Gas beats battery E-cars Eating SUV Dust

Despite their green image and plenty of choice, electric cars are still failing to catch on in Germany. Experts are blaming the rise and rise of the SUV.
The SUV is riding high at the moment.

The story is 50 years old, but it could be played out in the same way today.

At the 1964 World Fair in New York, General Motors exhibited the Firebird IV, a concept car with a revolutionary, self-driving technology.

At the same show, its rival Ford presented the first model in its legendary Mustang series, built to appeal to the dynamic surge of baby boomers – youthful, powerful and loads of fun.

Ford planned to build 100,000 Mustangs in that first year; in fact, 400,000 were built. But GM’s Firebird IV was never more than a test model.

The lesson of the Mustang and Firebird is still valid today: Much of what seems right and sensible in new car markets is far from a sure thing when it comes to convincing buyers.

Sales figures show the reality. About 15,000 electric cars were sold in Germany in 2014, despite their clean image, 17 models being available and pressure from the government.

Much of what seems right and sensible in new car markets is far from a sure thing when it comes to convincing buyers.

In the opposing corner are 540,000 sport utility vehicles: huge, showy and, despite recent improvements in fuel efficiency, still great gas-guzzlers. The market share of SUVs in Germany grew to 18 percent in 2014, up from 16.5 percent a year before. By 2020, every third vehicle sold in Germany will be an SUV, according to forecasts.

Buoyed by consumer enthusiasm, the car industry is vigorously supporting this trend. Next year alone, there will be 30 new SUV models on the market.

VW will introduce the new Tiguan and the smaller Taigun. BMW will come out with a new version of the small X1. Audi will unveil a much more accommodating Q7 in the luxury segment. And for the first time in Europe, Ford will offer the mid-sized Edge, which was previously marketed only in North America.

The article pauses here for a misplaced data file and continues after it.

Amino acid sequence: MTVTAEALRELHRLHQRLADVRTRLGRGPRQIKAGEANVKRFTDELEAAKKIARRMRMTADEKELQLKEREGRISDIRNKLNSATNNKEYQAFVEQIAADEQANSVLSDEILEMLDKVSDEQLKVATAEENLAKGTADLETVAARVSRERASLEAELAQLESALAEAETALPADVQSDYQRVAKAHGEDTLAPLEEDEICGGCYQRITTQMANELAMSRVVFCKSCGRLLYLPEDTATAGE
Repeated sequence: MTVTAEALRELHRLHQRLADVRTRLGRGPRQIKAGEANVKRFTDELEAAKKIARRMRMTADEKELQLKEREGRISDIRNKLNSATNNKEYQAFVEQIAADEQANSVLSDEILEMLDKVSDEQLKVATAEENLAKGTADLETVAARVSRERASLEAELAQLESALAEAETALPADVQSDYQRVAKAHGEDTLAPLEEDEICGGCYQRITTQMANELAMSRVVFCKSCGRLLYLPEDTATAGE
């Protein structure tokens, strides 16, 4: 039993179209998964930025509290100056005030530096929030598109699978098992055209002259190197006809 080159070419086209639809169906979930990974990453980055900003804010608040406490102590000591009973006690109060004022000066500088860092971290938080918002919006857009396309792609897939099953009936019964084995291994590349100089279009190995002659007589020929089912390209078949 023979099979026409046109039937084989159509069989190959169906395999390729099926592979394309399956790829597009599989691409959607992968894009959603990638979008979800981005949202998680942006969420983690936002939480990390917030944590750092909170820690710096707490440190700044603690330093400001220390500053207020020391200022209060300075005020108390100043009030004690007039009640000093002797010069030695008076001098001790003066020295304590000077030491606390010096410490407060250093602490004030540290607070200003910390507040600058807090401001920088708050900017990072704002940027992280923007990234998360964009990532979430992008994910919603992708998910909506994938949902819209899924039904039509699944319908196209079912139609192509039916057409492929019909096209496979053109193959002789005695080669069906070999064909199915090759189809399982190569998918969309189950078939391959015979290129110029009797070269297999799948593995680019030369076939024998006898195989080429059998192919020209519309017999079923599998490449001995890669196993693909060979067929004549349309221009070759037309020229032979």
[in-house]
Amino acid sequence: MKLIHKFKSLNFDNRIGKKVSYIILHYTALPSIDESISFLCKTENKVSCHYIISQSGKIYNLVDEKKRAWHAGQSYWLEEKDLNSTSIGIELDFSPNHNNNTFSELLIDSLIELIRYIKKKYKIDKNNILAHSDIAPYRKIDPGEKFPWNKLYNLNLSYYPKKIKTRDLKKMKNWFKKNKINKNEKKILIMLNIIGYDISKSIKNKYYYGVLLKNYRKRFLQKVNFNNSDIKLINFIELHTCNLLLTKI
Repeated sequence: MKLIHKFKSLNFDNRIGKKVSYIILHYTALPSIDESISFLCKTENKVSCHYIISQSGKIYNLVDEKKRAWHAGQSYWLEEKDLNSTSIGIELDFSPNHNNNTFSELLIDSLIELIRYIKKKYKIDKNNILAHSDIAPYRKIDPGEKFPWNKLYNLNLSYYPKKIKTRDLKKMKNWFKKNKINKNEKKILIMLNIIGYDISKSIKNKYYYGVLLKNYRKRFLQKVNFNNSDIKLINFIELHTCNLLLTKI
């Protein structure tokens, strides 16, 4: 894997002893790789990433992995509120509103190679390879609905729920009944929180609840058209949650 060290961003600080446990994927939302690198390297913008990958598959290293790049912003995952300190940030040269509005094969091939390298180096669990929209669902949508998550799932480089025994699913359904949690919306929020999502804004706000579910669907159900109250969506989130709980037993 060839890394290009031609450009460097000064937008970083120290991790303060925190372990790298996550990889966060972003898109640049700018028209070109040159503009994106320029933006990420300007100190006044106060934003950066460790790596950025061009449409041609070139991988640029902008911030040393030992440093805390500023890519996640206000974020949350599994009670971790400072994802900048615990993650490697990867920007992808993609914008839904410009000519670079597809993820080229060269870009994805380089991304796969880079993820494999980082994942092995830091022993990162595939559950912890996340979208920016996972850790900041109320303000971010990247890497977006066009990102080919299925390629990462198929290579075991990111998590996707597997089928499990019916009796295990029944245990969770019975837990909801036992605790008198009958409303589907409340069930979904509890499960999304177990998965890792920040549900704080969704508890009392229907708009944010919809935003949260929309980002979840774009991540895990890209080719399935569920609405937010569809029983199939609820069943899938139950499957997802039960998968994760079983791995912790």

In addition, there are completely new models, such as the coupe-like GLC and GLE from Mercedes, or Mazda’s CX3, which rounds out the lower segment of the product range.

Ferdinand Dudenhöffer, a professor at the CAR Institute at Duisburg-Essen University, calculates that consumers will be able to choose from nearly 90 different models in 2015 – a third more than 10 years ago.

“The world wants SUVs, so it gets SUVs,” explained a top manager at VW.

But into this mix add the fact that the U.S. electric-car pioneer Tesla recently reported that its Roadster can travel 680 kilometers (425 miles) on one battery charge. And that the German transport minister, Alexander Dobrindt, just announced that he intends to have charging stations for electric cars at all service areas along German autobahns by 2017.

But it still is difficult to persuade customers to switch to alternative engines. Salespeople themselves are often not convinced by the new technology and, in cases of doubt, offer discreetly whispered advice to stick with the tried-and-true internal combustion engine.

That makes even more sense now that gas is cheaper than it has been in years. Volkswagen’s new gas-electric hybrid Golf GTE costs €8,000 ($9,730) more than its gas-driven Golf GTI, and the fuel saving today is simply not worth the expense of going green.

The car companies should revamp their product offerings in order to capitalize on customer potential. Harald Proff, Automotive expert, Kienbaum Consultants

But it is not only price that keeps customers from buying electric cars. Harald Proff, an automotive expert at Kienbaum Consultants, said the industry is not offering the right models, and could double e-car sales if it did.

“The car companies should revamp their product offerings in order to capitalize on customer potential,” he said.

Mr. Proff identified two classes of e-cars where companies should focus their efforts. One is small, battery-driven but inexpensive cars that would immediately be recognized as electric vehicles. The Mitsubishi MiEV or the Renault Twizy fit this mold, but up to now neither model has sold well.

The other type is company e-cars in the luxury class, either with an electric engine or as hybrids. German manufacturers offer virtually no models in this segment. Instead German carmakers are building mid-range vehicles such as Daimler’s B-class, the E-Golf from VW, or Audi’s E-Tron.

“This is not what interests the so-called ‘early adopters,’ who could be found in large cities or managing fleets of company cars,” Mr. Proff said.

Over the long term, experts predict less consumer interest in a single multi-purpose vehicle.

“Smaller, emission-free autos will be built especially for cities, while larger cars will be used for longer routes,” said Andreas Zielke from the McKinsey consulting firm. In practice, this would mean the small, agile electric cars for the city, and SUVs for excursions with the family on the weekend.

But one thing remains true, just as in earlier times. Manufacturers who want to be among tomorrow’s winners must stir emotions – just like Ford did 40 years ago with the Mustang.


New Car Registrations in Germany-01


The author covers the auto industry for Handelsblatt’s companies and markets section. To contact the author: [email protected]